Corporatised Identities ≠ Digital Identities: Algorithmic Filtering on Social Media and the Commercialisation of Presentations of Self

In Christopher Burr & Luciano Floridi (eds.), Ethics of Digital Well-being: A Multidisciplinary Approach. Springer (forthcoming)
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Goffman’s (1959) dramaturgical identity theory requires modification when theorising about presentations of self on social media. This chapter contributes to these efforts, refining a conception of digital identities by differentiating them from ‘corporatised identities’. Armed with this new distinction, I ultimately argue that social media platforms’ production of corporatised identities undermines their users’ autonomy and digital well-being. This follows from the disentanglement of several commonly conflated concepts. Firstly, I distinguish two kinds of presentation of self that I collectively refer to as ‘expressions of digital identity’. These digital performances (boyd 2007) and digital artefacts (Hogan 2010) are distinct, but often confused. Secondly, I contend this confusion results in the subsequent conflation of corporatised identities – poor approximations of actual digital identities, inferred and extrapolated by algorithms from individuals’ expressions of digital identity – with digital identities proper. Finally, and to demonstrate the normative implications of these clarifications, I utilise MacKenzie’s (2014, 2019) interpretation of relational autonomy to propose that designing social media sites around the production of corporatised identities, at the expense of encouraging genuine performances of digital identities, has undermined multiple dimensions of this vital liberal value. In particular, the pluralistic range of authentic preferences that should structure flourishing human lives are being flattened and replaced by commercial, consumerist preferences. For these reasons, amongst others, I contend that digital identities should once again come to drive individuals’ actions on social media sites. Only upon doing so can individuals’ autonomy, and control over their digital identities, be rendered compatible with social media.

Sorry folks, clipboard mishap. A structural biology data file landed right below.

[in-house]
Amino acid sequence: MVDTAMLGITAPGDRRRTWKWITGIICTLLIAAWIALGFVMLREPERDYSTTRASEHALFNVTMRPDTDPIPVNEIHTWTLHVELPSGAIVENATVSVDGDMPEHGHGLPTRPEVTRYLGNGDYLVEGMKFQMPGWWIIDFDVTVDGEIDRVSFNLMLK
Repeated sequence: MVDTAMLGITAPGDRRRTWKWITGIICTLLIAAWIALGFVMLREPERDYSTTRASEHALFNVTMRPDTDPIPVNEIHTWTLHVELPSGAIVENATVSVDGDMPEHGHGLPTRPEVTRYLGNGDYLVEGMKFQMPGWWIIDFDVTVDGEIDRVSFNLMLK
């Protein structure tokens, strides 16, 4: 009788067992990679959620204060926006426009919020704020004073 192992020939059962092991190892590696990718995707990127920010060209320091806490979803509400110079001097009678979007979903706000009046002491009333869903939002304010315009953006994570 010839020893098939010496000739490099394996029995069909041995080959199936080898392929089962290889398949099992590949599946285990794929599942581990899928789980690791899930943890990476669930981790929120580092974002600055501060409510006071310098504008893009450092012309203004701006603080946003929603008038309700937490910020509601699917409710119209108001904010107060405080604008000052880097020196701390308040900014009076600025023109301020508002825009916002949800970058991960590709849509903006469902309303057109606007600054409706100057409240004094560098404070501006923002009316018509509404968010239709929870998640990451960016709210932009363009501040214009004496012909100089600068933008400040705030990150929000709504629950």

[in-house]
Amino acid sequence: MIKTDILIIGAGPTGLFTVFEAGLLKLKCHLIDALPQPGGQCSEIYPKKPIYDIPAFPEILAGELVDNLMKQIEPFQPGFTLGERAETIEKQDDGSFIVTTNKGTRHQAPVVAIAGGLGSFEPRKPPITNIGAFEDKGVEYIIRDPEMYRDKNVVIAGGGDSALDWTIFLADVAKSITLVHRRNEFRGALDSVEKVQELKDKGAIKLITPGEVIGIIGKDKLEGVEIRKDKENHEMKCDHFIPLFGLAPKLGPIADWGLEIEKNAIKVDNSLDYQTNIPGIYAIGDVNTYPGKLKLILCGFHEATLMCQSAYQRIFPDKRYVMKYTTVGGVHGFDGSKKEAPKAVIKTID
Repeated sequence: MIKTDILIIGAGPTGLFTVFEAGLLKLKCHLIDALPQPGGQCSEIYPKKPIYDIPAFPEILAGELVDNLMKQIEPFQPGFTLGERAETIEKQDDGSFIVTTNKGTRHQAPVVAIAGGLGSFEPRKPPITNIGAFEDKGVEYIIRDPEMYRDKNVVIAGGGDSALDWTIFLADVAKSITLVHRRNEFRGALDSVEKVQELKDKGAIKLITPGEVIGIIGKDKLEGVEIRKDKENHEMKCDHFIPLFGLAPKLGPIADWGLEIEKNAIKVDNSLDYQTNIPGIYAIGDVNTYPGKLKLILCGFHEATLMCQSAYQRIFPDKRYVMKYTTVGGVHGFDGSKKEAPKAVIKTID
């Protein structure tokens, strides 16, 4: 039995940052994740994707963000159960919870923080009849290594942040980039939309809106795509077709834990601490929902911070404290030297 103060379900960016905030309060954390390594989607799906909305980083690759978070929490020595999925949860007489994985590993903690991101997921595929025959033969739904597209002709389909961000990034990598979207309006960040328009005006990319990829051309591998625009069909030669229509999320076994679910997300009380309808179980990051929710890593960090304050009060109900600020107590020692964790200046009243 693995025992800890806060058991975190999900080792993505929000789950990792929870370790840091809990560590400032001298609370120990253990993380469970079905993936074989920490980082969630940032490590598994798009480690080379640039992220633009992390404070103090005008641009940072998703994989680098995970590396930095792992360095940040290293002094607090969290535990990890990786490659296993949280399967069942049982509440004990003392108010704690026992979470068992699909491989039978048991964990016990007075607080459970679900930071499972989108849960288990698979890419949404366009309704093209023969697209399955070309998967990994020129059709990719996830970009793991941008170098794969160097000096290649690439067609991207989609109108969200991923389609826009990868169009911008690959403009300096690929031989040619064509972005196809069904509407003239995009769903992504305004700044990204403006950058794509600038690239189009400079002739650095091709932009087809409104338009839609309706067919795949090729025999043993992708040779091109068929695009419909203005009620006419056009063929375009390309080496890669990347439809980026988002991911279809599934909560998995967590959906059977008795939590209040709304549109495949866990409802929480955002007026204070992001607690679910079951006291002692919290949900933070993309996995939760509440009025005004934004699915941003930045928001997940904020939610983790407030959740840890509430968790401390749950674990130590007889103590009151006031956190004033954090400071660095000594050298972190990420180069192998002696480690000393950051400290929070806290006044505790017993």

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Charlie Harry Smith
Oxford University


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